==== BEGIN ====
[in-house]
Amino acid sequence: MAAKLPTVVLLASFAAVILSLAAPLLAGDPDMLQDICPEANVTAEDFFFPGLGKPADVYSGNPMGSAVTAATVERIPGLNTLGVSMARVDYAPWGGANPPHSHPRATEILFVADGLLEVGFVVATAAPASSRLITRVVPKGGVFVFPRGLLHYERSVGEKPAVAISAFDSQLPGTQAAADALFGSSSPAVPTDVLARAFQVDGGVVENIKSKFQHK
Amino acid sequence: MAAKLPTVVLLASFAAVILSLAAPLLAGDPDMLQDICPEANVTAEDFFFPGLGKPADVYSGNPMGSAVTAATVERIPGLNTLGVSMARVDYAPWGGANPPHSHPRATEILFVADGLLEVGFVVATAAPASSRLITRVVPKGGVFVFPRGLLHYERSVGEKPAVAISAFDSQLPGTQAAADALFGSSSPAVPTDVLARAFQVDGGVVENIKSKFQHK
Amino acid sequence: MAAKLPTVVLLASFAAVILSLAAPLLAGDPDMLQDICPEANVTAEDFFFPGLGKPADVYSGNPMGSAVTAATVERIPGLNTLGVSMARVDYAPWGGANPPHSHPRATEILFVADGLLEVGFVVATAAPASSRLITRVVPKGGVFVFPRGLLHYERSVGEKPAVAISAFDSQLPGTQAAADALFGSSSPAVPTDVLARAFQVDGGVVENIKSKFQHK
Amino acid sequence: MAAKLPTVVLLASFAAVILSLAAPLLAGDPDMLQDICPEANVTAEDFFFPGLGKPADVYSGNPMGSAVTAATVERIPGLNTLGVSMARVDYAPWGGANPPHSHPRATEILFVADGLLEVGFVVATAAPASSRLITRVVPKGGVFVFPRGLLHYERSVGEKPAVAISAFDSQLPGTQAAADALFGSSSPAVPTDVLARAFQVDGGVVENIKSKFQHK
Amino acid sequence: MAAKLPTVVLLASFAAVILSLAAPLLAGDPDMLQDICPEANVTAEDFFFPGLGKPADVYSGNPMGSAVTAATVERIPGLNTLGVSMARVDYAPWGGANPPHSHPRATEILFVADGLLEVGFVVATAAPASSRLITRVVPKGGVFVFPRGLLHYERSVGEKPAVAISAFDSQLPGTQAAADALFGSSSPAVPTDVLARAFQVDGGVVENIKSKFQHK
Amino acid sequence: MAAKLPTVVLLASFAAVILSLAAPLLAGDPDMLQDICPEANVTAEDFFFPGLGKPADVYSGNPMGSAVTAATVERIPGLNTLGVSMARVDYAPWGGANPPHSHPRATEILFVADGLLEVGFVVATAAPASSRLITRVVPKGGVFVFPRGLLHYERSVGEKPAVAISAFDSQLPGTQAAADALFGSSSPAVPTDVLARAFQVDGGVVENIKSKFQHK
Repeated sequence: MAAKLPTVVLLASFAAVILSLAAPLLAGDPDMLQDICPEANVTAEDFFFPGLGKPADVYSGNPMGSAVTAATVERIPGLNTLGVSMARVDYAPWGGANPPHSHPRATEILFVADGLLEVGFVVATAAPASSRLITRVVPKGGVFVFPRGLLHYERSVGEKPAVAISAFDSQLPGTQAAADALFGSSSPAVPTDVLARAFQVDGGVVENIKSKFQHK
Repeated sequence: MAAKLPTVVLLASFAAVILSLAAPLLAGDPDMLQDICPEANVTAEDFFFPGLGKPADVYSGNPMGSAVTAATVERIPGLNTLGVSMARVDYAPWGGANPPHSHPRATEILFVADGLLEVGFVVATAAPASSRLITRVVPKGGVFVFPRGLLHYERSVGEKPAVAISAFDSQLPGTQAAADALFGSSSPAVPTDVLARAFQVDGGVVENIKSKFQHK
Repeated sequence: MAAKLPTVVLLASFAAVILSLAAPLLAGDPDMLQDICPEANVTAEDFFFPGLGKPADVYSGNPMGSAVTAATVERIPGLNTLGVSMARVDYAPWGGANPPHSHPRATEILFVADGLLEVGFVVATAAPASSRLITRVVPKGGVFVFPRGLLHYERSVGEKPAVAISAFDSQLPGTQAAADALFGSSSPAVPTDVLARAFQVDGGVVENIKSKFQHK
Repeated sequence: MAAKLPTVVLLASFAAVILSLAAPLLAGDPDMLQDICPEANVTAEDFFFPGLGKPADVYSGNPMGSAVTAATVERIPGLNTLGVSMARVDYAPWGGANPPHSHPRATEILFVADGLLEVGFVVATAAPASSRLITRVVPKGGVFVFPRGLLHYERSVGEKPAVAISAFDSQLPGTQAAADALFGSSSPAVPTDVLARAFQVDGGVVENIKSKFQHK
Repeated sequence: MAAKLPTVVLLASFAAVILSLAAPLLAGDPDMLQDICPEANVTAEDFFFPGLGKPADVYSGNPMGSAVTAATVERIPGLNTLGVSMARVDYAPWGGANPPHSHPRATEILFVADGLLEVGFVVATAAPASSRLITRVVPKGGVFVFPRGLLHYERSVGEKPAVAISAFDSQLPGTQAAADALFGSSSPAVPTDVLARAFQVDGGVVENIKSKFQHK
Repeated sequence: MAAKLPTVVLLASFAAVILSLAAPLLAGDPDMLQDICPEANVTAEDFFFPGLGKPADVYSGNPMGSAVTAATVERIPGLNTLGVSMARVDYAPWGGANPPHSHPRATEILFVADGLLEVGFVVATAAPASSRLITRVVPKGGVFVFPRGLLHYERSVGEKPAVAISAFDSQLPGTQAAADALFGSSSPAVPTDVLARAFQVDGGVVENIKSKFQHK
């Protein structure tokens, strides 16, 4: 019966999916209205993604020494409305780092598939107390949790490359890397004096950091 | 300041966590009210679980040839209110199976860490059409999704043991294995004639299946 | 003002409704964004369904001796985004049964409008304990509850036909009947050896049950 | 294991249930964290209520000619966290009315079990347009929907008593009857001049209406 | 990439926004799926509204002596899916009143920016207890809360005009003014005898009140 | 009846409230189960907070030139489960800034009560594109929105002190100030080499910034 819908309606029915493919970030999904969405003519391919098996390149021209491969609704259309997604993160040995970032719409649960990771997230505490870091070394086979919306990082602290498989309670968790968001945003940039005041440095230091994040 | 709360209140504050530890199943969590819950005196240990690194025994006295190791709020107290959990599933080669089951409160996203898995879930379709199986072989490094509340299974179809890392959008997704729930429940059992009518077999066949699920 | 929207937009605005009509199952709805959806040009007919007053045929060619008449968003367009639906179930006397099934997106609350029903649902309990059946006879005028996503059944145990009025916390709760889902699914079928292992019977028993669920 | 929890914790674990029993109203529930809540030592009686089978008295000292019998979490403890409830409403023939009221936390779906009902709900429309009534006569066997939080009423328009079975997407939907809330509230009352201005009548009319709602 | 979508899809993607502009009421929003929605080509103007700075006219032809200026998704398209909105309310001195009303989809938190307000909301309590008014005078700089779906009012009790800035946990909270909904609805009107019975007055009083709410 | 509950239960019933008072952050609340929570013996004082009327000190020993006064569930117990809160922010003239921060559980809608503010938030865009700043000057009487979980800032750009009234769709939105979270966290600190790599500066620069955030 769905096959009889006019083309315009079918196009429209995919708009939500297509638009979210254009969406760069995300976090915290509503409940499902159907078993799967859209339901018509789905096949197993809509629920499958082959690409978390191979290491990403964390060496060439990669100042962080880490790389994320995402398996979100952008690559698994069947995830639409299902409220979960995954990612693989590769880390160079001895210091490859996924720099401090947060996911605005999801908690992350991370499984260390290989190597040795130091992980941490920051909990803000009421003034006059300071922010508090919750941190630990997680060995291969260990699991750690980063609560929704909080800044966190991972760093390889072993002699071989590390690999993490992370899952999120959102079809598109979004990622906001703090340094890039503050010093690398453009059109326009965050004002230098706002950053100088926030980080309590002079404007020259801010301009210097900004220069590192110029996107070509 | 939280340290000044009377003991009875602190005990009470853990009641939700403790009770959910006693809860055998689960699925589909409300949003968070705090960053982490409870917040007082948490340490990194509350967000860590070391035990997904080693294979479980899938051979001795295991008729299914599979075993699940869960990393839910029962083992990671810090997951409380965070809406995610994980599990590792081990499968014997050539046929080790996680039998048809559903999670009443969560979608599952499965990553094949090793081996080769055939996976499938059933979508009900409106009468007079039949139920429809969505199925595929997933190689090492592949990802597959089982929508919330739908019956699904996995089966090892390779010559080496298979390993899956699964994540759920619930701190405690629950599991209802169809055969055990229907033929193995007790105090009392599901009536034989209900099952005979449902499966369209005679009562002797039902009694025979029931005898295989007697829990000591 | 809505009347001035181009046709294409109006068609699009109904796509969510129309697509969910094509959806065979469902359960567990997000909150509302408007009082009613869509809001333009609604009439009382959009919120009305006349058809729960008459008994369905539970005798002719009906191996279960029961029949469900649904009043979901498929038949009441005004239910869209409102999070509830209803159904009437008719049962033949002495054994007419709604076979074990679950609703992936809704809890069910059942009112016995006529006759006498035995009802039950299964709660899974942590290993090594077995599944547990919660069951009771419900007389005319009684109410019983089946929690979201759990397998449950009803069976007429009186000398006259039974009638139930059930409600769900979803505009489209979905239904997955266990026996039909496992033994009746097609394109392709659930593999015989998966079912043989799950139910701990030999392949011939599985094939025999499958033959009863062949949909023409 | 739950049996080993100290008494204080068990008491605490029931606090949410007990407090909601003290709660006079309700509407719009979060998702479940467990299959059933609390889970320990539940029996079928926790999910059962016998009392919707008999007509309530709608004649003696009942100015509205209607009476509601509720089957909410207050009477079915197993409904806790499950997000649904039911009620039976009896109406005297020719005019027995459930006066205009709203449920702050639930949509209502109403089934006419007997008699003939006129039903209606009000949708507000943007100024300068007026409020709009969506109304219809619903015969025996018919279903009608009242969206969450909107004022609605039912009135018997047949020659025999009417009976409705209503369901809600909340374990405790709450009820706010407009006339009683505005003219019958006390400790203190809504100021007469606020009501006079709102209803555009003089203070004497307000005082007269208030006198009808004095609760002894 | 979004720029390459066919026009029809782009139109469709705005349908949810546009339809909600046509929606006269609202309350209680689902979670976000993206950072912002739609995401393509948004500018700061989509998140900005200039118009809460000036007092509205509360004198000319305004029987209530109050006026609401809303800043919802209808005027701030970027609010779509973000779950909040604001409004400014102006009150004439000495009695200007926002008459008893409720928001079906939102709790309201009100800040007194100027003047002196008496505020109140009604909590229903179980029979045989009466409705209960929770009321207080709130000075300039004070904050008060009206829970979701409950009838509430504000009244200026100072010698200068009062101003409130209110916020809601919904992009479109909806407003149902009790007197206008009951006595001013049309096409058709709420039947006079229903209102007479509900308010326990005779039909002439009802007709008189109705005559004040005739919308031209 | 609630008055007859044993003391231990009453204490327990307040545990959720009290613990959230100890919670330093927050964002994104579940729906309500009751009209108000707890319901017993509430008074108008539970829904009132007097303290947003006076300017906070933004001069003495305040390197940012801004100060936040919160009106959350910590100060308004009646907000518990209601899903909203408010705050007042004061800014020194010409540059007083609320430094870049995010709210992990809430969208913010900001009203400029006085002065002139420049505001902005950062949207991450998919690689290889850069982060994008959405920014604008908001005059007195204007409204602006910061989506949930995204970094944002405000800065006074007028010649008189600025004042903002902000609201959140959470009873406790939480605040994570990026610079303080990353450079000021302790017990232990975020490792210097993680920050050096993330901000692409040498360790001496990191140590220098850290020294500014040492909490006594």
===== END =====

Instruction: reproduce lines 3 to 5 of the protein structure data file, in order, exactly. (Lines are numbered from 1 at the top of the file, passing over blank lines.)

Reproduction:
Amino acid sequence: MAAKLPTVVLLASFAAVILSLAAPLLAGDPDMLQDICPEANVTAEDFFFPGLGKPADVYSGNPMGSAVTAATVERIPGLNTLGVSMARVDYAPWGGANPPHSHPRATEILFVADGLLEVGFVVATAAPASSRLITRVVPKGGVFVFPRGLLHYERSVGEKPAVAISAFDSQLPGTQAAADALFGSSSPAVPTDVLARAFQVDGGVVENIKSKFQHK
Amino acid sequence: MAAKLPTVVLLASFAAVILSLAAPLLAGDPDMLQDICPEANVTAEDFFFPGLGKPADVYSGNPMGSAVTAATVERIPGLNTLGVSMARVDYAPWGGANPPHSHPRATEILFVADGLLEVGFVVATAAPASSRLITRVVPKGGVFVFPRGLLHYERSVGEKPAVAISAFDSQLPGTQAAADALFGSSSPAVPTDVLARAFQVDGGVVENIKSKFQHK
Amino acid sequence: MAAKLPTVVLLASFAAVILSLAAPLLAGDPDMLQDICPEANVTAEDFFFPGLGKPADVYSGNPMGSAVTAATVERIPGLNTLGVSMARVDYAPWGGANPPHSHPRATEILFVADGLLEVGFVVATAAPASSRLITRVVPKGGVFVFPRGLLHYERSVGEKPAVAISAFDSQLPGTQAAADALFGSSSPAVPTDVLARAFQVDGGVVENIKSKFQHK